Liverpool: Loris Karius and the importance of perspective
With Karius leaving the field in tears on Saturday, Rahul Warrier asks if football fans need to develop a healthy level of perspective.
You’ll Never Walk Alone. Or so they say.
The image of a forlorn Loris Karius apologising to the Liverpool fans that had come down to Kiev was one of the striking moments post-game, but what was even more surprising was the lack of support from his team-mates.
Football, after all, is a team game and Liverpool’s season has ridden on synergy between the squad members. Sadly, it was the Real Madrid players who were first to console Karius. It speaks a lot.
The Champions League final was 0-0 at half-time, meandering along for the most part.
It was punctuated by two injuries, one more significant than the other. Sergio Ramos’s questionable intentions with Mohamed Salah are up for debate, but it lost Liverpool their best player.
They went rather flat after that, a consequence of their lack of squad depth. Aside from Dani Carvajal’s own misfortune, the first half wasn’t too inspiring.
But the second half made up for it with some Karius-centered drama.
A lack of concentration – he relaxed for a split second – and Liverpool were a goal down: but goalkeepers can’t relax ever. Not in a Champions League final stuck at 0-0. Not when your best attacker has a sling on his arm.
Karim Benzema’s opportunism was excellent, but it was the sort of goal that remains astounding. Rarely do you see such an opener in a final – it was a goalkeeping gaffe in its truest sense. Karius threw, Benzema stuck out a leg, and the ball rolled into the goal.
He couldn’t believe it, and neither could so many others. The goal jolted the game into a state of liveliness at the expense of Karius’ confidence.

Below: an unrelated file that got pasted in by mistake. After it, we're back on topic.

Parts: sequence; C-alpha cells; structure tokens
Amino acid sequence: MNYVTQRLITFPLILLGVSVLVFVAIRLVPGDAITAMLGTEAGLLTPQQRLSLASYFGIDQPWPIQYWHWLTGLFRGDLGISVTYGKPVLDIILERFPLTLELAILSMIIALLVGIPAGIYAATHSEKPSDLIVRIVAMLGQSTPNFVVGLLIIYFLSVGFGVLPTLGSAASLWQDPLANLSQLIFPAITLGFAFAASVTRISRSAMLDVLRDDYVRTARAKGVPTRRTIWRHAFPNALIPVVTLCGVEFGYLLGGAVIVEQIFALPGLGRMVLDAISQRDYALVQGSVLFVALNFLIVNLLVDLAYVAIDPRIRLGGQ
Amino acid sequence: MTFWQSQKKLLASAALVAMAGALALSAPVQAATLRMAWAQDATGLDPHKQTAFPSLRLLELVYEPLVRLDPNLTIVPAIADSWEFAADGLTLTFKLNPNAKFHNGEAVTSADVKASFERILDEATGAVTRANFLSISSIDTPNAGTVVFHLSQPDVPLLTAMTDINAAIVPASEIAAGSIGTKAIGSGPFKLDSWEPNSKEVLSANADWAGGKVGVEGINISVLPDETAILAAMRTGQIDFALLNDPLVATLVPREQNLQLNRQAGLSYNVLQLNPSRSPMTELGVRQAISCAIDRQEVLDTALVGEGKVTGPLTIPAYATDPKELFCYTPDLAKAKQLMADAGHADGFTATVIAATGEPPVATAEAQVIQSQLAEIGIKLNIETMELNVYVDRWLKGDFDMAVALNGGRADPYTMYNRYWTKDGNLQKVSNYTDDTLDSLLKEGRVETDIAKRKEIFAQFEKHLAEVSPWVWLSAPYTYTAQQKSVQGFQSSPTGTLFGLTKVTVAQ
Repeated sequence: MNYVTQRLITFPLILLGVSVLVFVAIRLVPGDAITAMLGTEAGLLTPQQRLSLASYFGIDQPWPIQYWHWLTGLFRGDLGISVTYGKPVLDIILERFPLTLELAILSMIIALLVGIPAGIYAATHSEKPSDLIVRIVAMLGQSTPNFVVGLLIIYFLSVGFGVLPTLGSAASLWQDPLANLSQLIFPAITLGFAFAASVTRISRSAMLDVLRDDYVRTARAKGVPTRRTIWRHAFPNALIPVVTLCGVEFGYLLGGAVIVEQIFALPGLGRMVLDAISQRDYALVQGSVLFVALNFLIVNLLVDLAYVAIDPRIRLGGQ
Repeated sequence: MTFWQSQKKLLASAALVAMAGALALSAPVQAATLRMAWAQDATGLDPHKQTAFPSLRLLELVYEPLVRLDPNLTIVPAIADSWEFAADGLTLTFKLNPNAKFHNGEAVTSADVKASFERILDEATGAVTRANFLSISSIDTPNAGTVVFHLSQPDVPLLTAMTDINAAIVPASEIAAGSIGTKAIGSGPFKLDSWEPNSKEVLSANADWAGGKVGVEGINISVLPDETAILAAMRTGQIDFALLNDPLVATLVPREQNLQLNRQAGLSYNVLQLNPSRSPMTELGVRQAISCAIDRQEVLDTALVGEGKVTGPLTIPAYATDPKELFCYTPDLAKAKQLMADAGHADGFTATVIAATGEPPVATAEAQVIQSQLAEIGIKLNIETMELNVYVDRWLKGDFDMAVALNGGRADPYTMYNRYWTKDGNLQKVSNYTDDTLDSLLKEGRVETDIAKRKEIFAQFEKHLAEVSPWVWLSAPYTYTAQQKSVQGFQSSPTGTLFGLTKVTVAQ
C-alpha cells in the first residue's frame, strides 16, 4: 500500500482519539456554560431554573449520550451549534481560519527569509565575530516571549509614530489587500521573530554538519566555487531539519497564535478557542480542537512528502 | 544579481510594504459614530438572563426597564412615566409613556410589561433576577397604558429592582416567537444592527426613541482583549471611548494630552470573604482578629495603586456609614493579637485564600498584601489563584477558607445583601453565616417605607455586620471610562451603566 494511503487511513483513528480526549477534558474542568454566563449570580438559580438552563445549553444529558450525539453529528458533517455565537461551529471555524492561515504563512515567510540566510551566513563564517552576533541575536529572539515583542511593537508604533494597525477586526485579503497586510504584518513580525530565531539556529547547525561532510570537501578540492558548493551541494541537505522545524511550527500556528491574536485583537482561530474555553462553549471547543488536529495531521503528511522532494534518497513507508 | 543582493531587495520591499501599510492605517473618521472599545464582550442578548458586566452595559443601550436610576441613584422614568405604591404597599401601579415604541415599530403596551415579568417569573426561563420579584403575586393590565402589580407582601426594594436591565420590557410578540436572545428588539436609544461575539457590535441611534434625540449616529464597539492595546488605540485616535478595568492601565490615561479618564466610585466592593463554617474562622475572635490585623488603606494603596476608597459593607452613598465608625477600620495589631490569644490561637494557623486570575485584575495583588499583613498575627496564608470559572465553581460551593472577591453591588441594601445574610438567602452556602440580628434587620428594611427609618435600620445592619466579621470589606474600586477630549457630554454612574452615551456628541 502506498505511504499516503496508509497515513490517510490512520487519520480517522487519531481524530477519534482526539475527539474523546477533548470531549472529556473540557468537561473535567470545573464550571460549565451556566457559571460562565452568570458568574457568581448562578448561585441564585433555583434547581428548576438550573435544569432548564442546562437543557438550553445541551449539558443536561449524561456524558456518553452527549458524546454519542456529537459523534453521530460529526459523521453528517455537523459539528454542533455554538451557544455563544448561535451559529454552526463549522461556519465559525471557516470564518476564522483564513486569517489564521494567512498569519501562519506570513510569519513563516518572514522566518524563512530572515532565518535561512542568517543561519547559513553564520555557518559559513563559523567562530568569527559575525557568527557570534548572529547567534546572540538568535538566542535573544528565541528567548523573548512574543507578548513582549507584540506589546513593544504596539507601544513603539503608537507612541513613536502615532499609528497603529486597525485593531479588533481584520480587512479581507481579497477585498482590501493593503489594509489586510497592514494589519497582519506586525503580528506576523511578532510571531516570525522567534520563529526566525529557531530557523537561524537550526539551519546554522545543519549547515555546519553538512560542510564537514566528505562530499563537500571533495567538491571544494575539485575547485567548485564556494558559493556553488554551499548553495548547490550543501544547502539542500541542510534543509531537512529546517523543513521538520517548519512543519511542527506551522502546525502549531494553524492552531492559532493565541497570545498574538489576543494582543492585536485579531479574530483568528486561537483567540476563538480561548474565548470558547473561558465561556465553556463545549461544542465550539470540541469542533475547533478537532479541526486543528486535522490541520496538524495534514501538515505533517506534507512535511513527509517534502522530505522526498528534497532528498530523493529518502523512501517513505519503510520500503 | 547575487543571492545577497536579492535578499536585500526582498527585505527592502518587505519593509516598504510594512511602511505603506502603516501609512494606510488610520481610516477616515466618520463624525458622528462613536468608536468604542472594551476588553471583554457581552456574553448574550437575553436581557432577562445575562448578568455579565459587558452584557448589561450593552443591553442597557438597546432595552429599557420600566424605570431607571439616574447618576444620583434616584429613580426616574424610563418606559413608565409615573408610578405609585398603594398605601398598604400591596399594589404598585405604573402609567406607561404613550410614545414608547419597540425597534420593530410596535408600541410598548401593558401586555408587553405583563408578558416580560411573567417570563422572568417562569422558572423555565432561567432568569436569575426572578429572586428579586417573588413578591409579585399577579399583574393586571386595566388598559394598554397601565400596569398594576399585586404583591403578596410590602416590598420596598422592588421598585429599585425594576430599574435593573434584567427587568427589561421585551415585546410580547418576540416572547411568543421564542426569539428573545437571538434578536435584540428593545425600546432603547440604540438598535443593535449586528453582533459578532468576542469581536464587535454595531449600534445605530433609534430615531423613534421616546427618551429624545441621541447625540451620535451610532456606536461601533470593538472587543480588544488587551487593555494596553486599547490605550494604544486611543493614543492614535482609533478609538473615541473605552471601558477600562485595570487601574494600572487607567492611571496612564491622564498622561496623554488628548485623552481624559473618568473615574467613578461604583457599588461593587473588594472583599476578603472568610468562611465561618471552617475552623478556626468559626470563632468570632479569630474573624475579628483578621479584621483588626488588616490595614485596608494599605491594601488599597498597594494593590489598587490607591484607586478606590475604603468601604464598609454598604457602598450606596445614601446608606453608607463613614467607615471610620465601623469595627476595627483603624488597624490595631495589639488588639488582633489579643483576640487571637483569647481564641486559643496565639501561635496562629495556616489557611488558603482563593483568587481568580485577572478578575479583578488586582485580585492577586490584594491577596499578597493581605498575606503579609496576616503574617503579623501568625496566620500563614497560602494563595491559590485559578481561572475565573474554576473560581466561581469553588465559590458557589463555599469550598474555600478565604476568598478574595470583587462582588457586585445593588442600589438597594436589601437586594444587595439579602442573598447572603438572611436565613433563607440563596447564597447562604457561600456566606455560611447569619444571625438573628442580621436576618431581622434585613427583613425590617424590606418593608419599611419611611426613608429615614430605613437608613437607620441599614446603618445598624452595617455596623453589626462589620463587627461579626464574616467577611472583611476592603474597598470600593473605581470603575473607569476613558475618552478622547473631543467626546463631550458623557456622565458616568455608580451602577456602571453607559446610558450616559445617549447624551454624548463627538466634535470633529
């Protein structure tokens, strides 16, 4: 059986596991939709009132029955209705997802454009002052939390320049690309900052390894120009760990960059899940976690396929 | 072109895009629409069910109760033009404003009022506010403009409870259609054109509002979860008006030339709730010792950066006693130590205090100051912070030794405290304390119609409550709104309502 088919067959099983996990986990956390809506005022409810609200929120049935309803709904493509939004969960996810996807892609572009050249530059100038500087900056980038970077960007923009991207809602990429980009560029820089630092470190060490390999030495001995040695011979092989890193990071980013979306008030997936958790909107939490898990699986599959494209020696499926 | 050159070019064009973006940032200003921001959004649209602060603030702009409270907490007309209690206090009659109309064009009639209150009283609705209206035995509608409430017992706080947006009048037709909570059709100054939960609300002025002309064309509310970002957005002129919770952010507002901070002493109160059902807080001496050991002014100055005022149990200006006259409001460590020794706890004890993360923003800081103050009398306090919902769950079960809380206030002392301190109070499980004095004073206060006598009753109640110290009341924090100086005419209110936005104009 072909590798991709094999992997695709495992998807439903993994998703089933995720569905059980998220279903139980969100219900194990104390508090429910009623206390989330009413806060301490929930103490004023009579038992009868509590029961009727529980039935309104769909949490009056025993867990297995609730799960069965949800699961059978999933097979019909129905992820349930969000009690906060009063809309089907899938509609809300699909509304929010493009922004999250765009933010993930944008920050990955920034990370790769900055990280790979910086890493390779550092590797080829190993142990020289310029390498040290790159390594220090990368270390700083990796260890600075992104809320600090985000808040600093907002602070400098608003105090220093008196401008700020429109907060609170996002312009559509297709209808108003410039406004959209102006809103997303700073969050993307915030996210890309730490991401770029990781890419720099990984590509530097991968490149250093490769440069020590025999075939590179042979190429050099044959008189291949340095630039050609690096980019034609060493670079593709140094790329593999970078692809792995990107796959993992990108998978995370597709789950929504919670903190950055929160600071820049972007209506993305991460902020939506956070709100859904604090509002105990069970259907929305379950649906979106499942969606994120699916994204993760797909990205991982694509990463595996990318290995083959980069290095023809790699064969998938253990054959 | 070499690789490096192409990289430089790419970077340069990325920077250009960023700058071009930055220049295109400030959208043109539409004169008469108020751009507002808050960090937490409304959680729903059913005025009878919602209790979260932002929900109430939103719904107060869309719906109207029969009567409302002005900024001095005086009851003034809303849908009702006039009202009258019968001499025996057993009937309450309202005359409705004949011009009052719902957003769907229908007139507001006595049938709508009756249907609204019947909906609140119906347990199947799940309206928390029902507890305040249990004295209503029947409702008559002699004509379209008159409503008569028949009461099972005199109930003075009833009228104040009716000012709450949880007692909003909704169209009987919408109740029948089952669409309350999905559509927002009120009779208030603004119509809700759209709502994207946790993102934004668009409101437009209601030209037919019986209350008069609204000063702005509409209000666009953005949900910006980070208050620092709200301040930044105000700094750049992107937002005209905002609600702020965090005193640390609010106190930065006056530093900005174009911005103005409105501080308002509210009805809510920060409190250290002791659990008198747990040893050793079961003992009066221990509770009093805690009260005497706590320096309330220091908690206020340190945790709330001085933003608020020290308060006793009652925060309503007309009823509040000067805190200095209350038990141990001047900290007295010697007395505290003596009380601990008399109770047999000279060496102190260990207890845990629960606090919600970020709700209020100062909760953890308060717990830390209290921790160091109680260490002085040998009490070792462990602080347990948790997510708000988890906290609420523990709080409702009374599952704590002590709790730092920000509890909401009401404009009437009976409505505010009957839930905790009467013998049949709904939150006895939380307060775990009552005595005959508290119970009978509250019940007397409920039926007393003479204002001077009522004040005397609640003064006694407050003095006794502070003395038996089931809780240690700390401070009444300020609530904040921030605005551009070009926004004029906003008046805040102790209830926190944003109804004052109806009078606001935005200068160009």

From bad to worse
The German had made some good saves prior to this, but this goal was going to erase memories of those good moments.
He celebrated Mane’s equalizer as though it was redemption, even though it wasn’t really. He could do nothing for Bale’s thunder-strike, a goal that is worthy of losing to. The game was on the edge at 2-1 with Liverpool capable of countering once again to turn the game on its head.
Gareth Bale lined up a shot outside the box. It was a speculative strike, straight into the gloves of Karius. What should have been a regulation save was spilled into the net in disastrous fashion.
The footballing community erupted – schadenfreude bubbled over amongst the Manchester United and Everton fans, while Liverpool fans were left in their own disbelief.
At 3-1, Real Madrid were not going down. Game over.
You’ll never walk alone…
It may have been the worst goalkeeping displays in a final, or at least one of them.
It may be a 45 minutes of doom that will hang around his neck like an albatross. And it could be a definite end to his Liverpool career, and his hopes of being the No 1, and a memory that sticks against his name. But you can’t help but feel sorry for the German.
Sport is sport but it isn’t life. Liverpool have enthralled all this season despite their obvious fallacies, a lack of squad depth being the major one. And so they can be proud of their defeat in the final along with top four.
Jurgen Klopp may have lost another final, but he has them on the right path. What really sticks post-game is the shadow of Loris Karius, a man shattered by his letting down of his teammates, and by extension, his fans.